Adoptée par la Vingt-Sixième Conférence de Chefs d’Etat et de Gouvernement de l’OUA,Addis Abéba (Ethiopie) - Juillet 1990
In reviewing State Parties report on the implementation of the Charter, the Committee has identified children on the move as an emerging child protection issue in African, and therefore commissioned a study in view of making recommendations to tackle the problem in Member States. The Committee observed that there were challenges with regard to upholding the rights and welfare of children on the move and that there are gaps on the type of protection measures and treatment that is be accorded to such children within our beloved Continent.
The study presents key drivers of the children on the move, migration routes, challenges faced by children on the move, policy and institutionalized content protecting children on the move and finally the way forward.
India has the largest number of
child brides in the world — one
third of the global total.1
Yet, recent data indicates that
in the last decade there has
been a significant decline in the
prevalence of child marriage
from 47 per cent to 27 per cent
of the proportion of women aged
20-24 years who were married
before age 18 from 2005/2006
to 2015/2016.2 Child marriage
among young men and boys has
also seen a positive change.
National and state averages,
however, mask realities at the
district level, and despite the
overall decline, a few districts
continue to have very high rates
of child marriage. (Child marriage
rates among women in a few
districts of Rajasthan and Bihar,
continue to be in the range of 47
per cent to 51 per cent).
Unaccompanied and separated children leave their countries of origin for a variety of reasons. They may
be fleeing from persecution, armed conflict, exploitation or poverty. They may have been sent by members
of their family or decided to leave on their own – be it to ensure their survival, or to obtain an education or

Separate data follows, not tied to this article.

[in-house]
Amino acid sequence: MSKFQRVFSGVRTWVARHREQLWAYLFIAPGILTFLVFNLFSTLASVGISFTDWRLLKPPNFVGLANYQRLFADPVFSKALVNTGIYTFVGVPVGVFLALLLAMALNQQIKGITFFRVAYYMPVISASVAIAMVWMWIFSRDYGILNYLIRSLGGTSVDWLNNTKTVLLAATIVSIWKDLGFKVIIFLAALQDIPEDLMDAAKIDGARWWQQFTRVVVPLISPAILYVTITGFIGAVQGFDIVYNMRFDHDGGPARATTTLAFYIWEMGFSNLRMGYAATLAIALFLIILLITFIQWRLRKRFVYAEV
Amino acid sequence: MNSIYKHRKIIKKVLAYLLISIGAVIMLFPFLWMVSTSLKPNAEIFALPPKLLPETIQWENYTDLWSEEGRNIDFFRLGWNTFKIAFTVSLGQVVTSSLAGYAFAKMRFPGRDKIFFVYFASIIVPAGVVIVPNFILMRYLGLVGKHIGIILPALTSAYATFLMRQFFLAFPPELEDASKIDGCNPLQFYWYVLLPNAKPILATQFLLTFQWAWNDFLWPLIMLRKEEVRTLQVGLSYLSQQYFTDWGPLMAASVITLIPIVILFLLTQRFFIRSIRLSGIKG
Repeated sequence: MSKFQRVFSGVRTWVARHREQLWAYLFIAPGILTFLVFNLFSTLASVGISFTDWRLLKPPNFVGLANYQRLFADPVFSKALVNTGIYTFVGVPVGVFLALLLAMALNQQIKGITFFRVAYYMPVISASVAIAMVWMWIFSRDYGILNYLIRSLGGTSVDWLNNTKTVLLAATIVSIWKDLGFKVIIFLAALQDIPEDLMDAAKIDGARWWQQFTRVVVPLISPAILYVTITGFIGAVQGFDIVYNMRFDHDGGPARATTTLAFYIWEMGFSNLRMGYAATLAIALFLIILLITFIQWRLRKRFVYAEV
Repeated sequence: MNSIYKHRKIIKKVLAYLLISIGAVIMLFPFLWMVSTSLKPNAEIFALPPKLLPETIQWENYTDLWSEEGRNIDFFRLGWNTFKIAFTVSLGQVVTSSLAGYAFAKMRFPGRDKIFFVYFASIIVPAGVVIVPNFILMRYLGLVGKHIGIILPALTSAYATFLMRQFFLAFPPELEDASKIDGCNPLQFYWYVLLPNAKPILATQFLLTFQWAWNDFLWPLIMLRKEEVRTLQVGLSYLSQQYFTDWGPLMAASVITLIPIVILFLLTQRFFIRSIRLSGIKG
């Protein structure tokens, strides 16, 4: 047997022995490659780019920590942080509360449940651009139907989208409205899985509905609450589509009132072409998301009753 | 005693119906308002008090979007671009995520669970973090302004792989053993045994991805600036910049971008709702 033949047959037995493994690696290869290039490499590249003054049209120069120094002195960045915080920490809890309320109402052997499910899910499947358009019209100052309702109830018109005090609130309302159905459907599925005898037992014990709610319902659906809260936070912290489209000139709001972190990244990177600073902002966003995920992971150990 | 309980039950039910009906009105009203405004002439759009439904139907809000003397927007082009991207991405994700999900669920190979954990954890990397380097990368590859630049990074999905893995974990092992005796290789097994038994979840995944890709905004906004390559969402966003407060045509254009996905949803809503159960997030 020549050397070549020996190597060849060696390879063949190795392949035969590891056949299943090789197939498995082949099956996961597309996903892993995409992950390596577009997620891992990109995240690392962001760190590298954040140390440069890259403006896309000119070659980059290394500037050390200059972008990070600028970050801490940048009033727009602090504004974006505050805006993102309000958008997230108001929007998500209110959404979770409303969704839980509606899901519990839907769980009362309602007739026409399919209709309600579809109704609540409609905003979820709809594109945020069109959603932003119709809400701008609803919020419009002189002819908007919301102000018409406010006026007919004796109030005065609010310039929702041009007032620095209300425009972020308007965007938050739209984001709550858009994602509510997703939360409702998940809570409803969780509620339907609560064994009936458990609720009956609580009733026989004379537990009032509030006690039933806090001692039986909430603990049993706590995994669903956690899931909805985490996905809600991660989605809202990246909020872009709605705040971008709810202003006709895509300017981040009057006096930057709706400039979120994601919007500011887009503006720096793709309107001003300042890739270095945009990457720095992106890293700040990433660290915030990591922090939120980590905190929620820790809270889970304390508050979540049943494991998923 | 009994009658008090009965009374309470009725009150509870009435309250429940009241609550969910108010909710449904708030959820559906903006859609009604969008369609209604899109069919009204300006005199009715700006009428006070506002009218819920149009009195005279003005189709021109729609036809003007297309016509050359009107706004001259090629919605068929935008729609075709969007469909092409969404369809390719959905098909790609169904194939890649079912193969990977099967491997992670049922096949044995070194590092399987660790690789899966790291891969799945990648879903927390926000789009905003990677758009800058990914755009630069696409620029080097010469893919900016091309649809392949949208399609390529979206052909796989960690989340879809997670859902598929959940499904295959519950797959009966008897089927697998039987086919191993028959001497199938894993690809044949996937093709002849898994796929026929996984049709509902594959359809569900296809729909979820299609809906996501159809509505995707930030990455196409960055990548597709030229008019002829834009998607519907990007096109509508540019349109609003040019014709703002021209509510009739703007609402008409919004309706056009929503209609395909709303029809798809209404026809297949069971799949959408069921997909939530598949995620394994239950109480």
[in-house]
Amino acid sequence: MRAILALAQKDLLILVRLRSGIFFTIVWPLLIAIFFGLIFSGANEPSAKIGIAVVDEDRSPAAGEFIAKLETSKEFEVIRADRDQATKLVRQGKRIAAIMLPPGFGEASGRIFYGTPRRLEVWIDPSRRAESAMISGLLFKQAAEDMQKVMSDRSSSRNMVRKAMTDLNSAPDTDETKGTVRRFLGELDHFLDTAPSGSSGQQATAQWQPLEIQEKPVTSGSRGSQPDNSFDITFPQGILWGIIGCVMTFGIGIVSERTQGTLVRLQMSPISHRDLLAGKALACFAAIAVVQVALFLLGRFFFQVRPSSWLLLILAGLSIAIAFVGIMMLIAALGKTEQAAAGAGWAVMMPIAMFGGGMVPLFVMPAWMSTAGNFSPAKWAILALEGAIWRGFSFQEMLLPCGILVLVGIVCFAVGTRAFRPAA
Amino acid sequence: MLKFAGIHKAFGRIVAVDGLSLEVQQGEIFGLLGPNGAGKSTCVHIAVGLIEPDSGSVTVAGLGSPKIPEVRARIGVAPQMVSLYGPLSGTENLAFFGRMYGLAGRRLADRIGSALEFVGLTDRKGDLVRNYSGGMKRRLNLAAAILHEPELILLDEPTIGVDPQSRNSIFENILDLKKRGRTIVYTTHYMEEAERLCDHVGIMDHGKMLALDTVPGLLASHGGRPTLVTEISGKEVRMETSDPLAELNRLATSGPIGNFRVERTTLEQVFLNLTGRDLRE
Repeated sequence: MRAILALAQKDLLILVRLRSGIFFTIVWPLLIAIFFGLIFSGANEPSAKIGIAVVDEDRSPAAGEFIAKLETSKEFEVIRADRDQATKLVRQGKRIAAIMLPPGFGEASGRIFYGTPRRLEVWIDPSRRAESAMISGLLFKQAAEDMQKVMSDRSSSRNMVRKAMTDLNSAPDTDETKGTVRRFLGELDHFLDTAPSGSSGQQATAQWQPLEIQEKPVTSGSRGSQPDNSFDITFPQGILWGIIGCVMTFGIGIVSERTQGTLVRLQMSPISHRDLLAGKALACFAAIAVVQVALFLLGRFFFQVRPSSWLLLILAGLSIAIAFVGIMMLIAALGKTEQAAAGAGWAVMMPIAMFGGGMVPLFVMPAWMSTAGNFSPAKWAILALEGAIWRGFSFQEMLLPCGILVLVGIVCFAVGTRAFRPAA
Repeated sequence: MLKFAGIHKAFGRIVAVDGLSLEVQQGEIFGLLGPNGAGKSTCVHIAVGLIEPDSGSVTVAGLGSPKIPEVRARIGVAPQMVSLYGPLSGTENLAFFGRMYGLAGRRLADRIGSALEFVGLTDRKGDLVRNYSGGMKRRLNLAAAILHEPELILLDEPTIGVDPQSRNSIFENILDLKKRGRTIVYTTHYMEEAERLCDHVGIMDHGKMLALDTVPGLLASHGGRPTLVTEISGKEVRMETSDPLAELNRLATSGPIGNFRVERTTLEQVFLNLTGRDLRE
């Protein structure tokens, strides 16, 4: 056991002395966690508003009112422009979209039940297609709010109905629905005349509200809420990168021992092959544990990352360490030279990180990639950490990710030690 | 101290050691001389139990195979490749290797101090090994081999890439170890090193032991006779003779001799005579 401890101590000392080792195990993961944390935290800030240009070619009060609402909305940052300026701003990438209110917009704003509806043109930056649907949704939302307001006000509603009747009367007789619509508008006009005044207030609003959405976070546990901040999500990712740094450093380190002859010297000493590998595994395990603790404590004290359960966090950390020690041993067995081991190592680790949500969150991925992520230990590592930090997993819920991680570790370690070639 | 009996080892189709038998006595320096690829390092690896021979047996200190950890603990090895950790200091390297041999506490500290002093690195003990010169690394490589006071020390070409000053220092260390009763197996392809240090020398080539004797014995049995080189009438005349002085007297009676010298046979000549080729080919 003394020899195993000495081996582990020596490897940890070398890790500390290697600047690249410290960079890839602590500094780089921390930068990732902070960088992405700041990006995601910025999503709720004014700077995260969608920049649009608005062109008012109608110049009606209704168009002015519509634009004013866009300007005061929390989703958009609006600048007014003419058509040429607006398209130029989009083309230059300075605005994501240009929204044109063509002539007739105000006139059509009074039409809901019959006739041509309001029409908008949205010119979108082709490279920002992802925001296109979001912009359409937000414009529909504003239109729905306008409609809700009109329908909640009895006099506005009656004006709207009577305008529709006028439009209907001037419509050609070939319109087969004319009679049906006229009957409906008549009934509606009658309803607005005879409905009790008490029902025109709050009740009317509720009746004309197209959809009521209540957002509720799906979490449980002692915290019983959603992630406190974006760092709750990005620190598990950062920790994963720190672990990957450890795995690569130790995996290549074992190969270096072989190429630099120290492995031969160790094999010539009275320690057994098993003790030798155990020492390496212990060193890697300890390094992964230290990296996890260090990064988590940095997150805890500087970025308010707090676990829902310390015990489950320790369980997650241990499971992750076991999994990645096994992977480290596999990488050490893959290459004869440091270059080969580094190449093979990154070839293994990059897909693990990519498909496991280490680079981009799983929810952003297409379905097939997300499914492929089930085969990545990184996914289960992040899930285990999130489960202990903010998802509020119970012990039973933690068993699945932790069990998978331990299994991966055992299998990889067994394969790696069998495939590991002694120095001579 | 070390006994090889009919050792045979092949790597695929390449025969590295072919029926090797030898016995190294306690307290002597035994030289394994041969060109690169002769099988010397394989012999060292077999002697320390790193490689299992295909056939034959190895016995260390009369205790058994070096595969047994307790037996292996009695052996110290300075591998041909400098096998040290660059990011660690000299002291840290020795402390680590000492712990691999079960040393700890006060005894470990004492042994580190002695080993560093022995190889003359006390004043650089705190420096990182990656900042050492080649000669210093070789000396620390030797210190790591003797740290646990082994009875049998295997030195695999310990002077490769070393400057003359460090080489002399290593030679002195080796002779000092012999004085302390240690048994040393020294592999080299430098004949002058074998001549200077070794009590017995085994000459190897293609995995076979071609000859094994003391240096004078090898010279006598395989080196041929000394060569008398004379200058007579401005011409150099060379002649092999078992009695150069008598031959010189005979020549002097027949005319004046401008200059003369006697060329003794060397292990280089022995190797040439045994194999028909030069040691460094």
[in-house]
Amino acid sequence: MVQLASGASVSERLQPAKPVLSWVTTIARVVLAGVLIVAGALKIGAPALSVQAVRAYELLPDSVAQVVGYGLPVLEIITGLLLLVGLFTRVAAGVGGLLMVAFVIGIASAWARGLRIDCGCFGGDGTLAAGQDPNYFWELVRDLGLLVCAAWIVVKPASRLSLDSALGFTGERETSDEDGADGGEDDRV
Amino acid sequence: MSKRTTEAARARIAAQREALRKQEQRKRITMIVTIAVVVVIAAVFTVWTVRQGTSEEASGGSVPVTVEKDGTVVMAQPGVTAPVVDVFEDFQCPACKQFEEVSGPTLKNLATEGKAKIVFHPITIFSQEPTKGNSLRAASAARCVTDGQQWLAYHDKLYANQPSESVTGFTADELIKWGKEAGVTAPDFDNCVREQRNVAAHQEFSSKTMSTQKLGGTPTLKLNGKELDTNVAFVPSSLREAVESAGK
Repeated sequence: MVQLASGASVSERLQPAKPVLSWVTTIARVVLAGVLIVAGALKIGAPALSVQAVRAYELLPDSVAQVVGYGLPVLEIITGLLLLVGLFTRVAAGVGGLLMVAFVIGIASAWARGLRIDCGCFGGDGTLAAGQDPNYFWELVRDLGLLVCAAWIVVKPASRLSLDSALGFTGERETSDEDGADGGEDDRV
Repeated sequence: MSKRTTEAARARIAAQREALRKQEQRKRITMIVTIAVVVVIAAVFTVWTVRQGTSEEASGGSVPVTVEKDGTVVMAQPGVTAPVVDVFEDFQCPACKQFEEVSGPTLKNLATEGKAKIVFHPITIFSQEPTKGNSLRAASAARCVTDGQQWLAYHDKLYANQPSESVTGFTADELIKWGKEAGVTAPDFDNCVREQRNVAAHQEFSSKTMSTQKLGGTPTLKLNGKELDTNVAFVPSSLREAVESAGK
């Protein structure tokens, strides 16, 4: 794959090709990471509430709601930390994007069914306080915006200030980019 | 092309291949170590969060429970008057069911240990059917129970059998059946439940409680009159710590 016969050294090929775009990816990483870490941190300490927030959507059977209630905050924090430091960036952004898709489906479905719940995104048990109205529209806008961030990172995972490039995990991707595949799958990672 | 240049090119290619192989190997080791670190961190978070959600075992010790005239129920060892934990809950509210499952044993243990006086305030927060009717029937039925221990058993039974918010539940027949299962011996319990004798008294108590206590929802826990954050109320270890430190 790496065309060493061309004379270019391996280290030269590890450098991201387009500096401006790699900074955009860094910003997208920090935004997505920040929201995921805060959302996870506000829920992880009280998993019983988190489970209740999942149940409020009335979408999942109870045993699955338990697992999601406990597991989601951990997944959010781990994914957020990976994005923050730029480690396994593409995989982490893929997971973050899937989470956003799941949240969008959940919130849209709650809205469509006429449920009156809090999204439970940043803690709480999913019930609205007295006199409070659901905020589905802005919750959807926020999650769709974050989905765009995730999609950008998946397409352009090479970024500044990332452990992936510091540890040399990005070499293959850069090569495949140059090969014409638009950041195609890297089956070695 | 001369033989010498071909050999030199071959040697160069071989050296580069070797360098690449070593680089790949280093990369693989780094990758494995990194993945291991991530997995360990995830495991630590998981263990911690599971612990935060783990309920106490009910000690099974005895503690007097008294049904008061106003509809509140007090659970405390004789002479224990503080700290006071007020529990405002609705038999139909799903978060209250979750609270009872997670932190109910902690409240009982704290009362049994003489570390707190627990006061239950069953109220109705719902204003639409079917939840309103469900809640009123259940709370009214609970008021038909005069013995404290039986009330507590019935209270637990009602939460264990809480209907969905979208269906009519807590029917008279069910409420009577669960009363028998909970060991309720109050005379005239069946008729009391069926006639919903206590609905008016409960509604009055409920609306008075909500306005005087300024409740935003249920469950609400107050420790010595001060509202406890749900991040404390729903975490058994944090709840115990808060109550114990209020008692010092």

employment. They may have been separated from their family during flight or may be trying to join parents
or other family members. Or they may have become victims of trafficking. Often it is a combination of
India | The ‘Standard Operating Procedures for Care, Protection and Rehabilitation of Children in Street Situations’, is a unique endeavour to streamline the processes and interventions regarding Children in Street Situations, based on the prevailing legal and policy framework.
Singing to the Lions is a free training package (facilitator’s guide, supplement and video) by CRS, that is designed to help children and youth lessen the impact of violence and abuse in their lives. The main component is a three-day workshop where participants learn skills that can help them transform their lives and no longer feel dominated by fear. Although the workshop is aimed at young people and includes games, art and songs, it can also be used to help adults take action on aspects of their lives that cause fear and, in so doing, become better parents and caregivers.
Singing to the Lions is a free training package (facilitator’s guide, supplement and video) by CRS, that is designed to help children and youth lessen the impact of violence and abuse in their lives. The main component is a three-day workshop where participants learn skills that can help them transform their lives and no longer feel dominated by fear. Although the workshop is aimed at young people and includes games, art and songs, it can also be used to help adults take action on aspects of their lives that cause fear and, in so doing, become better parents and caregivers
Arabic Version: Singing to the wolves
The study analyses the current situation of children with disabilities in relation to realizing their rights and accessing basic services, as well as their life experiences in their communities. It also focuses on identifying the barriers created by society that prevent children with disabilities from enjoying their human rights. This includes identifying negative attitudes; environmental and communication barriers; gaps in policies or their effective implementation.
The report reveals that children with disabilities in Myanmar are less likely to access services in health or education; rarely have their voices heard in society; and face daily discrimination as objects of pity. It also highlights how inadequate policies and legislation contribute to the challenges these children face.
The information available in this publication should be useful for policy makers, development partners and Disabled Persons Organisations to promote the realization of the rights of all children with disabilities.